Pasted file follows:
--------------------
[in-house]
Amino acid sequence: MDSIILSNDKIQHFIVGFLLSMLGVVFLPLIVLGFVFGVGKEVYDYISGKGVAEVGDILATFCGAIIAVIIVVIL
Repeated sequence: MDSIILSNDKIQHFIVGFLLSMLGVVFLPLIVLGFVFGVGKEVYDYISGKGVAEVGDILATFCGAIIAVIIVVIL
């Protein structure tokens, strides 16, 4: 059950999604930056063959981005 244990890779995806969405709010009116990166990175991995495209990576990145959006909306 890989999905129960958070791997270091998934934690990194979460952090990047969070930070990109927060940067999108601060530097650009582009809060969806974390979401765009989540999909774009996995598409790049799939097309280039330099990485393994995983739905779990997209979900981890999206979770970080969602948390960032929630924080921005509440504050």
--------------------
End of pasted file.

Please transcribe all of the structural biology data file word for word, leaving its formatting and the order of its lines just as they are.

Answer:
[in-house]
Amino acid sequence: MDSIILSNDKIQHFIVGFLLSMLGVVFLPLIVLGFVFGVGKEVYDYISGKGVAEVGDILATFCGAIIAVIIVVIL
Repeated sequence: MDSIILSNDKIQHFIVGFLLSMLGVVFLPLIVLGFVFGVGKEVYDYISGKGVAEVGDILATFCGAIIAVIIVVIL
């Protein structure tokens, strides 16, 4: 059950999604930056063959981005 244990890779995806969405709010009116990166990175991995495209990576990145959006909306 890989999905129960958070791997270091998934934690990194979460952090990047969070930070990109927060940067999108601060530097650009582009809060969806974390979401765009989540999909774009996995598409790049799939097309280039330099990485393994995983739905779990997209979900981890999206979770970080969602948390960032929630924080921005509440504050």